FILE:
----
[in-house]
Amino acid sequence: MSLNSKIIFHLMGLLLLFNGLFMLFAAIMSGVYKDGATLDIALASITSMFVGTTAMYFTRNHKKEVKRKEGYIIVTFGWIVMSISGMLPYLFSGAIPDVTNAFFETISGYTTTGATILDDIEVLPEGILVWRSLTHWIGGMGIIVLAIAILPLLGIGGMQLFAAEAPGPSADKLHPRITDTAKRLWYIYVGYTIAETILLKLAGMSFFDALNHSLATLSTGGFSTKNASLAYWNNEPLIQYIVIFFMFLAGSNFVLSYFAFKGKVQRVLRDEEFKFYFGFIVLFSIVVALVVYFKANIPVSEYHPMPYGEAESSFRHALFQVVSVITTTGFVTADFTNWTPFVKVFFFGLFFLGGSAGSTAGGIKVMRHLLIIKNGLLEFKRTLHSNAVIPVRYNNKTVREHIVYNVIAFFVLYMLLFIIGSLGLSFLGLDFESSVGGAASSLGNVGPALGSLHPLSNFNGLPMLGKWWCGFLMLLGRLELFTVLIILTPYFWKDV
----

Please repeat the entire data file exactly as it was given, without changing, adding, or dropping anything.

[in-house]
Amino acid sequence: MSLNSKIIFHLMGLLLLFNGLFMLFAAIMSGVYKDGATLDIALASITSMFVGTTAMYFTRNHKKEVKRKEGYIIVTFGWIVMSISGMLPYLFSGAIPDVTNAFFETISGYTTTGATILDDIEVLPEGILVWRSLTHWIGGMGIIVLAIAILPLLGIGGMQLFAAEAPGPSADKLHPRITDTAKRLWYIYVGYTIAETILLKLAGMSFFDALNHSLATLSTGGFSTKNASLAYWNNEPLIQYIVIFFMFLAGSNFVLSYFAFKGKVQRVLRDEEFKFYFGFIVLFSIVVALVVYFKANIPVSEYHPMPYGEAESSFRHALFQVVSVITTTGFVTADFTNWTPFVKVFFFGLFFLGGSAGSTAGGIKVMRHLLIIKNGLLEFKRTLHSNAVIPVRYNNKTVREHIVYNVIAFFVLYMLLFIIGSLGLSFLGLDFESSVGGAASSLGNVGPALGSLHPLSNFNGLPMLGKWWCGFLMLLGRLELFTVLIILTPYFWKDV